Police & Harm Reduction: How law enforcement can advance public safety, public health, and public confidence

Happy to share a new guidance document I wrote for law enforcement personnel around the world about steps they can make to advance public safety, public health, and public confidence in the arena of drug enforcement. 4+ decades of the war on drugs has failed to eradicate drug use or production, keep our communities safe, or keep people healthy and alive. There are other options for law enforcement to keep people and communities they serve healthy and safe.

Marielle Franco Has Not Been Silenced

*Originally published by OSF Voices on March 20, 2018. On March 14, 2018, in the center of Brazil’s Rio de Janeiro, two gunmen in a car murdered Municipal Chamber Councilor Marielle Franco and her driver, Anderson Pedro Gomes. Unlike most of the city’s political leaders, Marielle came from Rio’s favelas. And many of the favelas’ millions of marginalized …

Thanks ¡Pacifista! for including me in this list: “Follow those who really know about coca & drugs”

At the start of this year, Colombian news outlet ¡Pacifista! put together a list of 21 people to follow on Twitter to break through the lies and fake news related to drug & coca policy and the drug war in Colombia and internationally. Much to my surprise, my name & bad Twitter photo are included (down at the bottom, rightfully, under 'outsiders' header). Thanks ¡Pacifista! and be sure to follow the 20 other people first!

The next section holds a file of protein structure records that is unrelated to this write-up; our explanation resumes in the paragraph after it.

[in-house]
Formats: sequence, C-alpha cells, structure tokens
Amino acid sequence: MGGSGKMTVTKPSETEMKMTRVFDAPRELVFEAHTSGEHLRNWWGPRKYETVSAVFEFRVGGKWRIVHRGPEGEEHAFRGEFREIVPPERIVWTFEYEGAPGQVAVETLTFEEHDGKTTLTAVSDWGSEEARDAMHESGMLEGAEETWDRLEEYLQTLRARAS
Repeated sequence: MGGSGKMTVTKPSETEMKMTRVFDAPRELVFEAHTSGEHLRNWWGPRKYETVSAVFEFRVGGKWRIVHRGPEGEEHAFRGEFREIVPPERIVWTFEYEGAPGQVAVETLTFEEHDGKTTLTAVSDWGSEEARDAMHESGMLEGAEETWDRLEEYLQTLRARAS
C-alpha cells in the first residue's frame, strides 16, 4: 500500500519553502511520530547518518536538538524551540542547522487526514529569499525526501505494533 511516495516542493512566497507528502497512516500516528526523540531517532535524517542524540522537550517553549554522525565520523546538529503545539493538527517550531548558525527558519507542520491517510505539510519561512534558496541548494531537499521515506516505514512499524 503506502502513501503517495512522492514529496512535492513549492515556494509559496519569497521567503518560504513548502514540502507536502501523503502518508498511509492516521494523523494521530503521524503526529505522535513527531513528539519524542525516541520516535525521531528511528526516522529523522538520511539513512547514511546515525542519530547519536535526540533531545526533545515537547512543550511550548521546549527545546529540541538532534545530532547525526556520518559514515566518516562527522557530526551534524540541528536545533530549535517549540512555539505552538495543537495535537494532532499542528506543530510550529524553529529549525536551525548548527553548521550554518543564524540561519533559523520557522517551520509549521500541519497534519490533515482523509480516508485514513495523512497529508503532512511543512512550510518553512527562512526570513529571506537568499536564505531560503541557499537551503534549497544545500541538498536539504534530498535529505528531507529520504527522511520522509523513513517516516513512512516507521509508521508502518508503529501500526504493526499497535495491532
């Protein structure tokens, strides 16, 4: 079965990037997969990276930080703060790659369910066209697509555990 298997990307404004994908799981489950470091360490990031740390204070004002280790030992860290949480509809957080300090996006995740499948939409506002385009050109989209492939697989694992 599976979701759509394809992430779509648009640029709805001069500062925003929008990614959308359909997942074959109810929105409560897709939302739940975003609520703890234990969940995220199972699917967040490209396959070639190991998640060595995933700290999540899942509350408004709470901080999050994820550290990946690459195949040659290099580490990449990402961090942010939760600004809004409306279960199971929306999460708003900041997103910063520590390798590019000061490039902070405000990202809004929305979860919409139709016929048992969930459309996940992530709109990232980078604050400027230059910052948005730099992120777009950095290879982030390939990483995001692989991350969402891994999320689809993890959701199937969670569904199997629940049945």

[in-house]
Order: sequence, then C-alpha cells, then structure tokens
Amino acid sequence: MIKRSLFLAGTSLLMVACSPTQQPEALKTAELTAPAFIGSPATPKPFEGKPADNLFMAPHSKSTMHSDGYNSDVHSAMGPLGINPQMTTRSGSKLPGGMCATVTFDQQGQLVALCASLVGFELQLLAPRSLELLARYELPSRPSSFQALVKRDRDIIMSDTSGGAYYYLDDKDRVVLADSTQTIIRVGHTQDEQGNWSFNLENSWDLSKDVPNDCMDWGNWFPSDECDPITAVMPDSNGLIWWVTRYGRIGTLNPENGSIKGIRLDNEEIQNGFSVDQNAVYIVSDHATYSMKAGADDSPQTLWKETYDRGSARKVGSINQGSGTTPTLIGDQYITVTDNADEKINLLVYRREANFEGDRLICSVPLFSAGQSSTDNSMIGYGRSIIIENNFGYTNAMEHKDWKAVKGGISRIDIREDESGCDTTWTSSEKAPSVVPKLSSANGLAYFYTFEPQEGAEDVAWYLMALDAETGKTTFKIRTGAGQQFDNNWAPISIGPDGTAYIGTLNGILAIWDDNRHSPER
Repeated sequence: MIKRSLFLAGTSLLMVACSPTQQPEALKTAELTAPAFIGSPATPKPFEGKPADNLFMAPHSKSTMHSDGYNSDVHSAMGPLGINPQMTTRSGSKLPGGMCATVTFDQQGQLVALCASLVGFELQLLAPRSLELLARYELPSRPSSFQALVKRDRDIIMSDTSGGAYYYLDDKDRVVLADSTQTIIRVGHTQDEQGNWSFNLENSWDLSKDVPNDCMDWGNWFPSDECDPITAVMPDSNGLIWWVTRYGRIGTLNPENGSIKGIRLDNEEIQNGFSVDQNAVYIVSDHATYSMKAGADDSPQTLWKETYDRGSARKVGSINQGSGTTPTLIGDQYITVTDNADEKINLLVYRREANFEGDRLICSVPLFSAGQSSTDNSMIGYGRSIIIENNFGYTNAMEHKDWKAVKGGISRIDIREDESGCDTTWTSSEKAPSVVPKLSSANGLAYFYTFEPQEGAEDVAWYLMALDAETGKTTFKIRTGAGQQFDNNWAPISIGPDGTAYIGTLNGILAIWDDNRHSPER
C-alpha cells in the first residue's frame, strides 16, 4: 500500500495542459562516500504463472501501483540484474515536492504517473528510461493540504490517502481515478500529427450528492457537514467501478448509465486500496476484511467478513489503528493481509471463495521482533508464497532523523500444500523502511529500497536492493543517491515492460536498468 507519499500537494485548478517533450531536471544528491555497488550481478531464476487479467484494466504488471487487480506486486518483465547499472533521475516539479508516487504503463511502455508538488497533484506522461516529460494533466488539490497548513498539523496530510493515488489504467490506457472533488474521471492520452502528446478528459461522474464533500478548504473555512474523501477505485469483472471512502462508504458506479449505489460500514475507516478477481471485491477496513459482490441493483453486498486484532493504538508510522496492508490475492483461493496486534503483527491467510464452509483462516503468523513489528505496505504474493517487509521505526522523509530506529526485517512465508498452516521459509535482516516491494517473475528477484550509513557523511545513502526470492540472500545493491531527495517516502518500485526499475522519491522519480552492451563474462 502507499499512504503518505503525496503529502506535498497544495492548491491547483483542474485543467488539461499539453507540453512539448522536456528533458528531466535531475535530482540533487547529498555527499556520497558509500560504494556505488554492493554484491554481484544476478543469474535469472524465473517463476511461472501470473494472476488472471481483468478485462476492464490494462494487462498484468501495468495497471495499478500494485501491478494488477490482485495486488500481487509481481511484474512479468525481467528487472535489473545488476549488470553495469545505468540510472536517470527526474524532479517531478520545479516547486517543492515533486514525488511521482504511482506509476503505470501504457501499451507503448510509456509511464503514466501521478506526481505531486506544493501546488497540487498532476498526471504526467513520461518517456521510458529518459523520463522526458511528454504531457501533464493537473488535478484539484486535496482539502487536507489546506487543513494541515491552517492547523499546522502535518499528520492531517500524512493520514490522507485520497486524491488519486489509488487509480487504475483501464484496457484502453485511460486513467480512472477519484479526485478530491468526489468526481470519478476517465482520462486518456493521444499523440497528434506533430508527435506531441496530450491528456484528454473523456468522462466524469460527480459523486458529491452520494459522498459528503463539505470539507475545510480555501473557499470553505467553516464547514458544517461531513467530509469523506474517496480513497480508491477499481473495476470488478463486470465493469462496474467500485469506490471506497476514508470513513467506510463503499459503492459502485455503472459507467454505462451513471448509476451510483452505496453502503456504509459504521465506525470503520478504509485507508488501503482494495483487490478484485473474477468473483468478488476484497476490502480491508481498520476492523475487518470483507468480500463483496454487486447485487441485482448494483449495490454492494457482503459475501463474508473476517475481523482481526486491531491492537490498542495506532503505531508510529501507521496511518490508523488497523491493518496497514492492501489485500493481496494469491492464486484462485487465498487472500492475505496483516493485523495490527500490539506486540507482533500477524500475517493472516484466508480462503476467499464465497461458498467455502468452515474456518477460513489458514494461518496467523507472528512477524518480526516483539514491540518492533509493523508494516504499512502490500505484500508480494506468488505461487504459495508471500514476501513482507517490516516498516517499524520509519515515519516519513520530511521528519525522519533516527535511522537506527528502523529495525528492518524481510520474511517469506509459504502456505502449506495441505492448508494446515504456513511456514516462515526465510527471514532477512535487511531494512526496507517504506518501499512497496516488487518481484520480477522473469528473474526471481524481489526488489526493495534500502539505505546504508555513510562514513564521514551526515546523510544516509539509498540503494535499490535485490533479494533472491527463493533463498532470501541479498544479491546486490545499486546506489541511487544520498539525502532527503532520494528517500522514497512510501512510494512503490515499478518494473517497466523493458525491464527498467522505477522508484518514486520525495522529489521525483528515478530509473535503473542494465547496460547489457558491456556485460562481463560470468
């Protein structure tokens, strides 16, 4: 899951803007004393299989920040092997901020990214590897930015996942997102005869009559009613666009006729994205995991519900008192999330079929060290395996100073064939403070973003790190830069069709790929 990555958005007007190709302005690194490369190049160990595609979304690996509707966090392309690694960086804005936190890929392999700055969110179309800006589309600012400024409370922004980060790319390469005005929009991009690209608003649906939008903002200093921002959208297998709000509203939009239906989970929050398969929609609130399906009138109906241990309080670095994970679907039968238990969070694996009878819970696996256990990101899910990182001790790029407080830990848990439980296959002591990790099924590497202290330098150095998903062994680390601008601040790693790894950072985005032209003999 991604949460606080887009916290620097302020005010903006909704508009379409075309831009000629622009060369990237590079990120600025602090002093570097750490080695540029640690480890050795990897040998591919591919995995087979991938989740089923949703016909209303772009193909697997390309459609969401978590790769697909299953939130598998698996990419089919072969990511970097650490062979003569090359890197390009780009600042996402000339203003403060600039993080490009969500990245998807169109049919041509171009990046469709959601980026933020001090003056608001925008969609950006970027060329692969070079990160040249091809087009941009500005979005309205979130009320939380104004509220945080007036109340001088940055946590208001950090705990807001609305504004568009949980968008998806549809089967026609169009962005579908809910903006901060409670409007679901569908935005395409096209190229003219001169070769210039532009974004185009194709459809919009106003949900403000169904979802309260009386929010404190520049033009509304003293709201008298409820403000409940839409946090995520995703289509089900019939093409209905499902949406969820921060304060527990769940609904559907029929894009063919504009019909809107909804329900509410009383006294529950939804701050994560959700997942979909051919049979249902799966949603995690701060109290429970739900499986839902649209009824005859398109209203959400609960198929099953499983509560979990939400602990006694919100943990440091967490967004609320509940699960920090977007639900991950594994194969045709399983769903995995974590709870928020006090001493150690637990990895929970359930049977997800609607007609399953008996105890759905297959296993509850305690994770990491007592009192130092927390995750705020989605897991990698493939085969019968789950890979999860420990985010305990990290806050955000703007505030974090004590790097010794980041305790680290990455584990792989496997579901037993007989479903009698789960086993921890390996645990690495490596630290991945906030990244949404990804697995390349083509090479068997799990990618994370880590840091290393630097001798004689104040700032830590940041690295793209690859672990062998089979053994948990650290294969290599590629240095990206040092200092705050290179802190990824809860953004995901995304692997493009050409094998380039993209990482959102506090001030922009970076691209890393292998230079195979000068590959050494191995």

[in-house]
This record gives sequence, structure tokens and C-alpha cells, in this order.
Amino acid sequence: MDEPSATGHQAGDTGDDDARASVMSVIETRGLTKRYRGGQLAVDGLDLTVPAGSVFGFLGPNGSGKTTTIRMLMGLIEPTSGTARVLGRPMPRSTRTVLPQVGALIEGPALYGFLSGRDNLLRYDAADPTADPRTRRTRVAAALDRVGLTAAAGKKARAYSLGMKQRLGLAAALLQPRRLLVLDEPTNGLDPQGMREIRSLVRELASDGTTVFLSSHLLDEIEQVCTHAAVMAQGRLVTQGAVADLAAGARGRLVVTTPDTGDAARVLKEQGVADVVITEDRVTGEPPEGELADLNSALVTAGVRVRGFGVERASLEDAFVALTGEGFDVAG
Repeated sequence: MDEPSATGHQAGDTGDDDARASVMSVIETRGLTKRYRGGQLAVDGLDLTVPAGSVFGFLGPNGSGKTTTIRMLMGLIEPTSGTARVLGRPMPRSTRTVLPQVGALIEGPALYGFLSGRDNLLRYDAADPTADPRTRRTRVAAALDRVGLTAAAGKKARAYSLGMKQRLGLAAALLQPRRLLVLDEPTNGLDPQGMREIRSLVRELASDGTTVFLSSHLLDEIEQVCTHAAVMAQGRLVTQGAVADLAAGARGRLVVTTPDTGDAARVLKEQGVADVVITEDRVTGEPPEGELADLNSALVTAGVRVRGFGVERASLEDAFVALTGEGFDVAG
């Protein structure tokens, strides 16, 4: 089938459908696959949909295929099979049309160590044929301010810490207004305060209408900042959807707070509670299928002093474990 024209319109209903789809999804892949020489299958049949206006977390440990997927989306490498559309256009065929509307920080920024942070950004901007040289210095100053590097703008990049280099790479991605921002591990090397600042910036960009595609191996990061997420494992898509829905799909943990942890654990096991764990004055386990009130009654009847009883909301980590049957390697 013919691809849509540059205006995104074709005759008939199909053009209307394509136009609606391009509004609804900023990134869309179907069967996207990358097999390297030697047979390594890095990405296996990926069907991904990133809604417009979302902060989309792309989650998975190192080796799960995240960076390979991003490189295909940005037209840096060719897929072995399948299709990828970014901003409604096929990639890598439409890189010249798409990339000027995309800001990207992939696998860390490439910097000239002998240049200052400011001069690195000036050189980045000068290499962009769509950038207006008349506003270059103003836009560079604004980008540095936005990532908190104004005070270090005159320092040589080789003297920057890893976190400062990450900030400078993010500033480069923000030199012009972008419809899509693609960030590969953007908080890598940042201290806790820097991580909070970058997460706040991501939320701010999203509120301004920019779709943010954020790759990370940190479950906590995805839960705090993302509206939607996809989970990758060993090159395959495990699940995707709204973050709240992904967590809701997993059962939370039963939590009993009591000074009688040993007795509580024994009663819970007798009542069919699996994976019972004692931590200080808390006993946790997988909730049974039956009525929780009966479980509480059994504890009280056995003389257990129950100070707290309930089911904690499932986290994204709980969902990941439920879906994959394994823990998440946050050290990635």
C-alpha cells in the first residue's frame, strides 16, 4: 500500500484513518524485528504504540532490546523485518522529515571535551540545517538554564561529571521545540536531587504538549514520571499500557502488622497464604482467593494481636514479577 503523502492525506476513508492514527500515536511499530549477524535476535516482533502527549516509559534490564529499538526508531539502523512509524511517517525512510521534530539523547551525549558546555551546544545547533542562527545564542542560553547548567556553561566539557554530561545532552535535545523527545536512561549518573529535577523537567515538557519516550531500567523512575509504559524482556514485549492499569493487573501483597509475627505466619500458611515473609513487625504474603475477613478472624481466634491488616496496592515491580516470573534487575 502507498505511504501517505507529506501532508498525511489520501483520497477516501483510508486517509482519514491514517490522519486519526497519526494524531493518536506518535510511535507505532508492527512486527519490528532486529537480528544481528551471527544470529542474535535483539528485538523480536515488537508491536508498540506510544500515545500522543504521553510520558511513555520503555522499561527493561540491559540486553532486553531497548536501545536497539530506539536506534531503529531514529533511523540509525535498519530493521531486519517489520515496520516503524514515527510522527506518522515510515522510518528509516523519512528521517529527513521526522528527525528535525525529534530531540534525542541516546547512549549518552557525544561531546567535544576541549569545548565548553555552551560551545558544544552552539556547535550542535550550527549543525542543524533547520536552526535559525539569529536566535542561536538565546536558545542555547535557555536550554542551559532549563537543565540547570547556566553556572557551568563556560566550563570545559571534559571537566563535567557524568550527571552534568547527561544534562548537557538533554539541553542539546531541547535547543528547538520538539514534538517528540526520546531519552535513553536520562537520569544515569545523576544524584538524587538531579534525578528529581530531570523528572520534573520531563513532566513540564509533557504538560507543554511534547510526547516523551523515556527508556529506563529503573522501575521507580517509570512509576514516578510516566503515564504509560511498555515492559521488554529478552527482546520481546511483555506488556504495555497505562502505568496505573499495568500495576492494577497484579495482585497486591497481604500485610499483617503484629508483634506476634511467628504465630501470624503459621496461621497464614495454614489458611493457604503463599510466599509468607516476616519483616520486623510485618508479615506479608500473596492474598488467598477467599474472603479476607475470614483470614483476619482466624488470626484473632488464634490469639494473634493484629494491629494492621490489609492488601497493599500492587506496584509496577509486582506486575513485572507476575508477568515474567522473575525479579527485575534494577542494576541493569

Moving toward a closed society, not a safer society: our unspoken response to mass shootings in America

The claim that "nothing happens" after mass shootings in America is false. What happens, time and time again, is more securitization, militarization, and surveillance of the sites where the shootings took place: clubs, universities, elementary schools, and now hotels. Meanwhile, we fail to address the one common feature among all these incidents: access to and …

Why Declaring ‘War’ on Mexican Drug Cartels Is a Bad Idea

A recent proposal for US Congress to “declare war” on Mexican cartels in order to curb the growing number of fatal opiate overdoses of Americans is incendiary and dangerous. Not only would it be ineffective in countering cartels or reducing fatal overdoses in the U.S.; it would lead to lead to the murders of thousands more Mexican civilians, not to mention endanger the lives of American soldiers.